TRAVERSE CITY — Gina Crick hadn't heard about the latest massive recall of Chinese-made toys, but she's leery of cheap, foreign toys that dominate local store racks.

"We buy these products because they're so inexpensive to make, but I think there is a price to it," said Crick, a Lake Ann mother of 5- and 8-year-old sons who shopped with her boys Tuesday in Garfield Township.

Crick tries to avoid buying toys and children's clothing made in China, not only because of safety concerns, but also because of labor and other issues there.

"A lot of products that come from China are made under bad conditions," Crick said.

Toy-making giant Mattel Inc. issued recalls Tuesday for about 9 million Chinese-made toys that contain magnets children can swallow or which could have lead paint. The recall includes 7.3 million play sets, including Polly Pocket dolls and Batman action figures, and 253,000 die-cast cars that contain lead paint.

It was the second recall involving lead paint for Mattel in two weeks, after its Fisher-Price division announced the worldwide recall of 1.5 million Chinese-made preschool toys featuring characters such as Dora the Explorer and Elmo. About 967,000 of those toys were sold in the United States b etween May and August.

Judy Kane, a Maryland resident visiting family on Old Mission Peninsula, said she's "absolutely" paying more attention to where toys are made following the spate of recent recalls.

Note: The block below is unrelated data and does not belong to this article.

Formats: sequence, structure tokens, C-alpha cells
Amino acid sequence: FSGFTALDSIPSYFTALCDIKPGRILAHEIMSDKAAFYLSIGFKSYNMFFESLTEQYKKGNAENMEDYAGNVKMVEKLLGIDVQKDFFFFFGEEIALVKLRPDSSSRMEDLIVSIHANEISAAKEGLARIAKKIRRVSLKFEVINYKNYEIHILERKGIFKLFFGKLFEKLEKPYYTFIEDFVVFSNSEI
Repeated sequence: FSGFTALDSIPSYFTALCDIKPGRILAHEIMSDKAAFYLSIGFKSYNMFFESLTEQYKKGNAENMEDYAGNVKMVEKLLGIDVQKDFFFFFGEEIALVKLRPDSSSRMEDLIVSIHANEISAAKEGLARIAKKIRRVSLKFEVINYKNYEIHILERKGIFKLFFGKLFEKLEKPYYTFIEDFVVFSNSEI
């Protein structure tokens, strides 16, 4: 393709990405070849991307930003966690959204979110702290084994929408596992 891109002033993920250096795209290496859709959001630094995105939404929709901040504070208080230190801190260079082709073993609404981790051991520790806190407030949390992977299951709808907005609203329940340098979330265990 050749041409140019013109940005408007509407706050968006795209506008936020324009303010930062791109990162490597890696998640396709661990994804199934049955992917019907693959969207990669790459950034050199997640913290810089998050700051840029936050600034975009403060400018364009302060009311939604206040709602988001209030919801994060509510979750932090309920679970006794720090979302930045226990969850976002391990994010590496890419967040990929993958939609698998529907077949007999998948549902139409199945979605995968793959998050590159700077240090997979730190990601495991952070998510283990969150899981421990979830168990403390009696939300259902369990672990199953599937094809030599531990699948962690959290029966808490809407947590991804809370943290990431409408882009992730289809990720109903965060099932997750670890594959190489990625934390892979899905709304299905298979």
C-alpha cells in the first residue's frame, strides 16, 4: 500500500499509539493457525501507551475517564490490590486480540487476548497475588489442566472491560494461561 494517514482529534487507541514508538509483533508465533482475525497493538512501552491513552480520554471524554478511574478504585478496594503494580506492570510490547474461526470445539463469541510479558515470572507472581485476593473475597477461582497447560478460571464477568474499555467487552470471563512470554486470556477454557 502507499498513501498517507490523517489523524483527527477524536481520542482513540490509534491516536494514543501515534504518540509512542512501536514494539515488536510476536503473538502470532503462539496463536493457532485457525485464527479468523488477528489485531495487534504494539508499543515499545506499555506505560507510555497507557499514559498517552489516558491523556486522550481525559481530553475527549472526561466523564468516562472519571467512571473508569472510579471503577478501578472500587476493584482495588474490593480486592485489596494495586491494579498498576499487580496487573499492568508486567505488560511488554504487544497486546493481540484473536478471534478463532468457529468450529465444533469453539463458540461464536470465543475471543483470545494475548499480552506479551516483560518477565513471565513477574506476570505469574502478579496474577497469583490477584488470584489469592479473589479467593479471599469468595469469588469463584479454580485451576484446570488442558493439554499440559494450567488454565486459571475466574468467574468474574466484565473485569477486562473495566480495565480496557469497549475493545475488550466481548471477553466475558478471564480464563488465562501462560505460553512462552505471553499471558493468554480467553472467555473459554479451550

"We probably wouldn't buy any Fisher-Price products for our grandchildren," she said.

The recalled toys were already off the shelves by Tuesday morning at the local Toys "R" Us store in Garfield Township, store manager Ray Dommer said. A bulletin board at the store's entrance that lists recalled items is overflowing with recent postings, and Dommer said the wave of product recalls has employees on alert.

"We make sure when we're open for business, we're clean," he said.

The store's also seen an uptick in consumer calls with questions about toy safety.

"It hasn't been heavy, but people that buy toys call to find out what's going on," Dommer said.

Local nonprofits that handle donated toys also are checking their inventories.

Ruth Blick, director of marketing and development for Goodwill Industries of Northern Michigan, said the agency relayed information about the Mattel recall to employees at its stores and routinely monitors consumer product recall lists.

"We're doing everything in our power to make sure that those items do not go out onto the sales floor so that people can buy them," she said.

Goodwill operates three retail stores in Traverse City, Cadillac and Gaylord. All donated items go through a sorting process, and employees will be on the lookout for any recalled toys, Blick said.

Mary Vollink, volunteer coordinator at the Salvation Army in Traverse City, said the recall will have minimal impact on the organization's thrift store. The bulk of donated toys comes during the annual Toys for Tots campaign, and that program could be affected, she said.

Mattel discovered the latest problem while they were investigating the earlier recall, said Nancy Nord, acting chair of the Consumer Products Safety Division.

Staff writer Christine Finger contributed to this report.

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